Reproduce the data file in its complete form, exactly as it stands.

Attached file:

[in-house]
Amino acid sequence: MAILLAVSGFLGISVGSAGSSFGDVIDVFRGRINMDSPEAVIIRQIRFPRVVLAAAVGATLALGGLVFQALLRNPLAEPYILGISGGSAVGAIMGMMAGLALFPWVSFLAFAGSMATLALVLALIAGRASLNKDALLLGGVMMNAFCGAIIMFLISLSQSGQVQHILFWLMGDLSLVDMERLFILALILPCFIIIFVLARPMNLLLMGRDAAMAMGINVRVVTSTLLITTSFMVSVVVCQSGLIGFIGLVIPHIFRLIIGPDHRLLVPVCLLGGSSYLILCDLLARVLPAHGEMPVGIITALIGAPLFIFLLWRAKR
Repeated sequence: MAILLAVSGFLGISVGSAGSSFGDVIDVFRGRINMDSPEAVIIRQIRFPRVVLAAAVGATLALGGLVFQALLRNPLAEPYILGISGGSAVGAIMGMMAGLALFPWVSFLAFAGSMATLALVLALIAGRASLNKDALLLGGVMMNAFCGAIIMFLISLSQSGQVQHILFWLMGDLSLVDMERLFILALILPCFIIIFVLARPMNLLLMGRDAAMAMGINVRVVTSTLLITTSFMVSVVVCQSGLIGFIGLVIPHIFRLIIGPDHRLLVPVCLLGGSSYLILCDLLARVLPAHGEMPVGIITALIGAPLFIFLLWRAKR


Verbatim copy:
[in-house]
Amino acid sequence: MAILLAVSGFLGISVGSAGSSFGDVIDVFRGRINMDSPEAVIIRQIRFPRVVLAAAVGATLALGGLVFQALLRNPLAEPYILGISGGSAVGAIMGMMAGLALFPWVSFLAFAGSMATLALVLALIAGRASLNKDALLLGGVMMNAFCGAIIMFLISLSQSGQVQHILFWLMGDLSLVDMERLFILALILPCFIIIFVLARPMNLLLMGRDAAMAMGINVRVVTSTLLITTSFMVSVVVCQSGLIGFIGLVIPHIFRLIIGPDHRLLVPVCLLGGSSYLILCDLLARVLPAHGEMPVGIITALIGAPLFIFLLWRAKR
Repeated sequence: MAILLAVSGFLGISVGSAGSSFGDVIDVFRGRINMDSPEAVIIRQIRFPRVVLAAAVGATLALGGLVFQALLRNPLAEPYILGISGGSAVGAIMGMMAGLALFPWVSFLAFAGSMATLALVLALIAGRASLNKDALLLGGVMMNAFCGAIIMFLISLSQSGQVQHILFWLMGDLSLVDMERLFILALILPCFIIIFVLARPMNLLLMGRDAAMAMGINVRVVTSTLLITTSFMVSVVVCQSGLIGFIGLVIPHIFRLIIGPDHRLLVPVCLLGGSSYLILCDLLARVLPAHGEMPVGIITALIGAPLFIFLLWRAKR